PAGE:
4.7 Arthropods

Arthropod means ‘jointed legs’. This means that their legs are divided into segments. Crustaceans, insects, arachnids and myriapods are four classes that belong to the phylum arthropods.

The bodies of arthropods are segmented as well. Myriapods have long bodies made up of lots of segments. Legs are attached to each segment.

 

INSECTS

The body of an insect is divided into three parts: the head, the thorax and the abdomen. The head has eyes and antennae. The thorax has legs and usually wings as well.

Insects have the most species within the arthropods.

 

4.8 Vertebrates

Vertebrates have an internal skeleton. The spinal column consists of vertebrae and is part of the skeleton.

 

CLASSIFICATION OF VERTEBRATES

Vertebrates can be classified into five different classes: fish, amphibians, birds, reptiles and mammals. These classes are separated because of the following characteristics:

1                     Skin. The skin of vertebrates can be covered with scales, with slime, feathers or hair.

2                     Body temperature. The warm blooded animals have a constant temperature. Cold blooded animals have a temperature that changes with the outside temperature. So their body temperature isn’t constant.

3                     Breathing organs. Vertebrates have lungs or gills for breathing. Some vertebrates are able to breathe through their skin.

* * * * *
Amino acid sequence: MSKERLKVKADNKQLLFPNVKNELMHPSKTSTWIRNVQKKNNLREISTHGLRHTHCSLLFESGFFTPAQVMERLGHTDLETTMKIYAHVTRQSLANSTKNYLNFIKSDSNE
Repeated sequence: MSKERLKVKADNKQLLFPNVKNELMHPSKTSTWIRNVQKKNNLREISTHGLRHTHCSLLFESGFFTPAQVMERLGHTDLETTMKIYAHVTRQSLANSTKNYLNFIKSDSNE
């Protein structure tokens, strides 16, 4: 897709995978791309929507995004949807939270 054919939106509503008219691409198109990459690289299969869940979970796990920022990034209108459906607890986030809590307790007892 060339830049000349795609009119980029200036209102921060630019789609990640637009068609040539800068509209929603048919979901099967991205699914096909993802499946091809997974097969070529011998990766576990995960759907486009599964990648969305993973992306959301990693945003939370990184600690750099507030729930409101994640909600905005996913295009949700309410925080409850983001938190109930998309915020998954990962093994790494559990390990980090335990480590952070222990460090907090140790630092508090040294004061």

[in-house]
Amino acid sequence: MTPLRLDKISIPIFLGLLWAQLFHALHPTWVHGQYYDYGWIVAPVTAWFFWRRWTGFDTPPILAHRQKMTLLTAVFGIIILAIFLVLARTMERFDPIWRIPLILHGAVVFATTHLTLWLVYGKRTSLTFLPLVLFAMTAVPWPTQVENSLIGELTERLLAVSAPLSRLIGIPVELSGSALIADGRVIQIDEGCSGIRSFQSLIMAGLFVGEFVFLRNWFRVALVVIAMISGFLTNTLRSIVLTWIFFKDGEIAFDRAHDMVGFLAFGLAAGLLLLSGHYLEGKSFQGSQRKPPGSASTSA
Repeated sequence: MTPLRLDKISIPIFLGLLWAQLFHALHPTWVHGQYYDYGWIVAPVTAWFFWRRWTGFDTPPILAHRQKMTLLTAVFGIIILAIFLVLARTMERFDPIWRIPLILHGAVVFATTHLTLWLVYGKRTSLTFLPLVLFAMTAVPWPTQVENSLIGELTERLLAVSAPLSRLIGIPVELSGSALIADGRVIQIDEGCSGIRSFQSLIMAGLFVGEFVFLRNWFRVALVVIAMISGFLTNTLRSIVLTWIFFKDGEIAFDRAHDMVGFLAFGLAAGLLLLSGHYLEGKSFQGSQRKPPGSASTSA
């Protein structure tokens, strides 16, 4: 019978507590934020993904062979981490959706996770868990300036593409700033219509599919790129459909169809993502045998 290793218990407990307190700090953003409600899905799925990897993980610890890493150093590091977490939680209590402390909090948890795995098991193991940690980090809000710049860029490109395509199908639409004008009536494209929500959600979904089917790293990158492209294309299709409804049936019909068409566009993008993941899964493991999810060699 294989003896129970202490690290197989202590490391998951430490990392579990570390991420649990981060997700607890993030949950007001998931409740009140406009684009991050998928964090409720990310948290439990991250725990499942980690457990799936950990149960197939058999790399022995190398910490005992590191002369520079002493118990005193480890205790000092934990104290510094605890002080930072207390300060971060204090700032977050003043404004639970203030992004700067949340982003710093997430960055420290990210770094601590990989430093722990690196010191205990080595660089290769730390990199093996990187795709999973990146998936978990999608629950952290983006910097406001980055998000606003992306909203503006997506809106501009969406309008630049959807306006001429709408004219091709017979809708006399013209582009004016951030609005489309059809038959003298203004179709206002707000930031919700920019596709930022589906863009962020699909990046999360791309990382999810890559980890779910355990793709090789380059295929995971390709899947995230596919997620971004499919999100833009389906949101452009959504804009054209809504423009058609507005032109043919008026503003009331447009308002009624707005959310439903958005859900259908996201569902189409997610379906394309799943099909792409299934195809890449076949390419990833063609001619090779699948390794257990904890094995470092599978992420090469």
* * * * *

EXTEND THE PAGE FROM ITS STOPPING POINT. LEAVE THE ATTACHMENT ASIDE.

4                     Reproduction. Many vertebrates lay eggs. Eggs can be protected by hard shells or leathery shells. Some eggs are not protected. They don’t have any shells. Some vertebrates don’t have young that hatch from eggs. These young are born alreadu well developed. These animals are said to give birth to live young (viviparous)

5                     Environment. Some vertebrates live on land. Others live in the water or are able to fly. Some of them can live both on land and in the water. Most mammals live on land, but some mammals live in water.

 

  1. 1.       Fish

-          Slimy scales

-          Gills

-          Eggs without shell

-          Cold blooded

  1. 2.       Amphibians

-          Slime

-          Eggs without shell

-          Breathes with lungs, but also through skin.

-          Cold blooded

  1. 3.       Reptiles

-          Dry scales

-          Lungs

-          Eggs covered by hard shell

-          Cold blooded

  1. 4.       Birds

-          Feathers

-          Lungs

-          Eggs covered by hard shell

-          Warm blooded

  1. 5.       Mammals

-          Hair

-          Lungs

-          Viviparous

-          Warm blooded

 

4.9 Identifying organisms

All the organisms in a kingdom are divided into phyla, classes and orders. You can draw this as a branching tree.

 

IDENTIFYING ORGANISMS

By identifying organisms you should examine their features closely. To do this a key could be useful. A key has a number of statements or questions. You start at the beginning and answer ‘yes’ or ‘no’ to each question.

 

4.10 Classification into small groups

You classify organisms in smaller and smaller groups, and how smaller the group, the most they have in common.

KINGDOMS

 
   

 |

     V

PHYLA

     |

     V

CLASSES

 
   

    V

ORDERS

    | 

    V

FAMILIES

 
   

 |

     V

GENERA

 
   

 |

     V

SPECIES

 

4.11 The two-word name

The Swedish biologist Linnaeus invented the system of scientific names. He introduced the two-word name, also known as the binomial specific name.  (FURTHER IN TEXTBOOK!)